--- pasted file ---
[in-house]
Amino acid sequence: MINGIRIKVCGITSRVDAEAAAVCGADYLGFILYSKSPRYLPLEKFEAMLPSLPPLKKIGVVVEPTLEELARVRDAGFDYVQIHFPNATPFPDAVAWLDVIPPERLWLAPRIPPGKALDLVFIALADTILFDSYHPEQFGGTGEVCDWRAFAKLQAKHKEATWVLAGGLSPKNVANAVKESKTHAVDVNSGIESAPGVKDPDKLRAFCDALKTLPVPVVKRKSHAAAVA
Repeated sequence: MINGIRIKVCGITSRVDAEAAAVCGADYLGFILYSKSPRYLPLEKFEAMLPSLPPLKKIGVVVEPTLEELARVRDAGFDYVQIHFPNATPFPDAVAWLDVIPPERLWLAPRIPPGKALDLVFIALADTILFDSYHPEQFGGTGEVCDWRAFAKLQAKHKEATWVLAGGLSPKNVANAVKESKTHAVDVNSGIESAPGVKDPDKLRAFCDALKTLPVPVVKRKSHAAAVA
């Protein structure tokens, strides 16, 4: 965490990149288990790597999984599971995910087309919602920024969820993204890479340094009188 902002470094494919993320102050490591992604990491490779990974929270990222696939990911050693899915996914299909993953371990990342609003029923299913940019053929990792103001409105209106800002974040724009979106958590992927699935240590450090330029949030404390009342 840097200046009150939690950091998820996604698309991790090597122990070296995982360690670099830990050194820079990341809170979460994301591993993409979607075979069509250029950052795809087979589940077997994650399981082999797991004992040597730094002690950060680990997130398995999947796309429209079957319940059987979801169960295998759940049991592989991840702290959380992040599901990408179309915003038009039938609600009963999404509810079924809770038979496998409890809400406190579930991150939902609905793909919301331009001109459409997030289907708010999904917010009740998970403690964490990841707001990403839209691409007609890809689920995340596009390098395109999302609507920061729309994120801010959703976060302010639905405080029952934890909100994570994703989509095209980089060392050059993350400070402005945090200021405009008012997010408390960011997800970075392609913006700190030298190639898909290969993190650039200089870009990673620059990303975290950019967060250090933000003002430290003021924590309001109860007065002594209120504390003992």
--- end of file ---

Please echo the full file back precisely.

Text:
[in-house]
Amino acid sequence: MINGIRIKVCGITSRVDAEAAAVCGADYLGFILYSKSPRYLPLEKFEAMLPSLPPLKKIGVVVEPTLEELARVRDAGFDYVQIHFPNATPFPDAVAWLDVIPPERLWLAPRIPPGKALDLVFIALADTILFDSYHPEQFGGTGEVCDWRAFAKLQAKHKEATWVLAGGLSPKNVANAVKESKTHAVDVNSGIESAPGVKDPDKLRAFCDALKTLPVPVVKRKSHAAAVA
Repeated sequence: MINGIRIKVCGITSRVDAEAAAVCGADYLGFILYSKSPRYLPLEKFEAMLPSLPPLKKIGVVVEPTLEELARVRDAGFDYVQIHFPNATPFPDAVAWLDVIPPERLWLAPRIPPGKALDLVFIALADTILFDSYHPEQFGGTGEVCDWRAFAKLQAKHKEATWVLAGGLSPKNVANAVKESKTHAVDVNSGIESAPGVKDPDKLRAFCDALKTLPVPVVKRKSHAAAVA
């Protein structure tokens, strides 16, 4: 965490990149288990790597999984599971995910087309919602920024969820993204890479340094009188 902002470094494919993320102050490591992604990491490779990974929270990222696939990911050693899915996914299909993953371990990342609003029923299913940019053929990792103001409105209106800002974040724009979106958590992927699935240590450090330029949030404390009342 840097200046009150939690950091998820996604698309991790090597122990070296995982360690670099830990050194820079990341809170979460994301591993993409979607075979069509250029950052795809087979589940077997994650399981082999797991004992040597730094002690950060680990997130398995999947796309429209079957319940059987979801169960295998759940049991592989991840702290959380992040599901990408179309915003038009039938609600009963999404509810079924809770038979496998409890809400406190579930991150939902609905793909919301331009001109459409997030289907708010999904917010009740998970403690964490990841707001990403839209691409007609890809689920995340596009390098395109999302609507920061729309994120801010959703976060302010639905405080029952934890909100994570994703989509095209980089060392050059993350400070402005945090200021405009008012997010408390960011997800970075392609913006700190030298190639898909290969993190650039200089870009990673620059990303975290950019967060250090933000003002430290003021924590309001109860007065002594209120504390003992």